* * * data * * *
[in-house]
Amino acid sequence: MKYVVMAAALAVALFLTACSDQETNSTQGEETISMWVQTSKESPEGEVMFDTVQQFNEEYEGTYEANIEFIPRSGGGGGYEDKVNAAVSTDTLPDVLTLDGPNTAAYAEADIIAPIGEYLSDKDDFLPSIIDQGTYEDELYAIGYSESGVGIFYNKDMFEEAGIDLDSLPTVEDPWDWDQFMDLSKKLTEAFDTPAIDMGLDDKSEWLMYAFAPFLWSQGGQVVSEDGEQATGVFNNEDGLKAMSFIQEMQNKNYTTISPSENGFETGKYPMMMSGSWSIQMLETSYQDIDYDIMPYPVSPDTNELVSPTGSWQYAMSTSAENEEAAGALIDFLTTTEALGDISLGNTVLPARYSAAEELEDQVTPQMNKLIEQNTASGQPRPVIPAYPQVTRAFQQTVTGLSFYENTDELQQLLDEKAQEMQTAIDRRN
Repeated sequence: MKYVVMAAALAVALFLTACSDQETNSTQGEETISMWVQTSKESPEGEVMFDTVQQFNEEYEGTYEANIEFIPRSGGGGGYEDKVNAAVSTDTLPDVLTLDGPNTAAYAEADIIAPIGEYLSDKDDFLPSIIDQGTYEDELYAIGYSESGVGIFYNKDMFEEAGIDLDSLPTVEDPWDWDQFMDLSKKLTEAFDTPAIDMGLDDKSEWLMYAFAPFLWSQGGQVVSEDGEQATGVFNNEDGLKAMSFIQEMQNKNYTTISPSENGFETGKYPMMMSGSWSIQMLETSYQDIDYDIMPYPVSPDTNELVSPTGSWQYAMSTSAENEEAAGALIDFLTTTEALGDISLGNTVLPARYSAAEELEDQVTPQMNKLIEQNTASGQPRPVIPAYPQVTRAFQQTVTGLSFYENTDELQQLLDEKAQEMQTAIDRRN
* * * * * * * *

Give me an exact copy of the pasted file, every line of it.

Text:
[in-house]
Amino acid sequence: MKYVVMAAALAVALFLTACSDQETNSTQGEETISMWVQTSKESPEGEVMFDTVQQFNEEYEGTYEANIEFIPRSGGGGGYEDKVNAAVSTDTLPDVLTLDGPNTAAYAEADIIAPIGEYLSDKDDFLPSIIDQGTYEDELYAIGYSESGVGIFYNKDMFEEAGIDLDSLPTVEDPWDWDQFMDLSKKLTEAFDTPAIDMGLDDKSEWLMYAFAPFLWSQGGQVVSEDGEQATGVFNNEDGLKAMSFIQEMQNKNYTTISPSENGFETGKYPMMMSGSWSIQMLETSYQDIDYDIMPYPVSPDTNELVSPTGSWQYAMSTSAENEEAAGALIDFLTTTEALGDISLGNTVLPARYSAAEELEDQVTPQMNKLIEQNTASGQPRPVIPAYPQVTRAFQQTVTGLSFYENTDELQQLLDEKAQEMQTAIDRRN
Repeated sequence: MKYVVMAAALAVALFLTACSDQETNSTQGEETISMWVQTSKESPEGEVMFDTVQQFNEEYEGTYEANIEFIPRSGGGGGYEDKVNAAVSTDTLPDVLTLDGPNTAAYAEADIIAPIGEYLSDKDDFLPSIIDQGTYEDELYAIGYSESGVGIFYNKDMFEEAGIDLDSLPTVEDPWDWDQFMDLSKKLTEAFDTPAIDMGLDDKSEWLMYAFAPFLWSQGGQVVSEDGEQATGVFNNEDGLKAMSFIQEMQNKNYTTISPSENGFETGKYPMMMSGSWSIQMLETSYQDIDYDIMPYPVSPDTNELVSPTGSWQYAMSTSAENEEAAGALIDFLTTTEALGDISLGNTVLPARYSAAEELEDQVTPQMNKLIEQNTASGQPRPVIPAYPQVTRAFQQTVTGLSFYENTDELQQLLDEKAQEMQTAIDRRN